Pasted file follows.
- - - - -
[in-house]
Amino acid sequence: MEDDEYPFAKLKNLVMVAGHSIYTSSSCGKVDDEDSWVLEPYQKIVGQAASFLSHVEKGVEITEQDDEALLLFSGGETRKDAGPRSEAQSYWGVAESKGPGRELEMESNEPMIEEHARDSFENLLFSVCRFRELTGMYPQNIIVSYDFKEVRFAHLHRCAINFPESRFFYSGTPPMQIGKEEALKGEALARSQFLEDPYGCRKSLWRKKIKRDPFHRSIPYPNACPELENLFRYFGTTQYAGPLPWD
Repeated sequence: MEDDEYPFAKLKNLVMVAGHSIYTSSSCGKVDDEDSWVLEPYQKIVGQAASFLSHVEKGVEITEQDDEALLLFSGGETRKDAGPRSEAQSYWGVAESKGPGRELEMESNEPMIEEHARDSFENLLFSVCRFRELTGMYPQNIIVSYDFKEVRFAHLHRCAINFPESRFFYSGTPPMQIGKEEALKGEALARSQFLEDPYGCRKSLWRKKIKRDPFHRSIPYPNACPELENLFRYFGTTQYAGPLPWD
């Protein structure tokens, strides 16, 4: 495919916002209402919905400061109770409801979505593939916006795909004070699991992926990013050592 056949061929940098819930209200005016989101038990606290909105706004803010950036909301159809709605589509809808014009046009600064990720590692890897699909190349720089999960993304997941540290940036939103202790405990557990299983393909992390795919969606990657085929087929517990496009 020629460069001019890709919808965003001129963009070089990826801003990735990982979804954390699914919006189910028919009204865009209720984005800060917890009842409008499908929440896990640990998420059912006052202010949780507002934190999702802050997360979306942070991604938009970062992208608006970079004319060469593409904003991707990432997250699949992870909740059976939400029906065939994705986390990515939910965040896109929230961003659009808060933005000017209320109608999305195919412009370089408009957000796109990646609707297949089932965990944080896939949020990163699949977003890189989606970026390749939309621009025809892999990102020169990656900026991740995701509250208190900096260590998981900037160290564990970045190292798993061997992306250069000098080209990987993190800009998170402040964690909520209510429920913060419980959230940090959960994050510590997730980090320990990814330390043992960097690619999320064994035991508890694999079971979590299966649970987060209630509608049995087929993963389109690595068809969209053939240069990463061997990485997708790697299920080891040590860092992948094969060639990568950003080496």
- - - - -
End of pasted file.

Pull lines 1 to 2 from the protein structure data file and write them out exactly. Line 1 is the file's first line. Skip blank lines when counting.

[in-house]
Amino acid sequence: MEDDEYPFAKLKNLVMVAGHSIYTSSSCGKVDDEDSWVLEPYQKIVGQAASFLSHVEKGVEITEQDDEALLLFSGGETRKDAGPRSEAQSYWGVAESKGPGRELEMESNEPMIEEHARDSFENLLFSVCRFRELTGMYPQNIIVSYDFKEVRFAHLHRCAINFPESRFFYSGTPPMQIGKEEALKGEALARSQFLEDPYGCRKSLWRKKIKRDPFHRSIPYPNACPELENLFRYFGTTQYAGPLPWD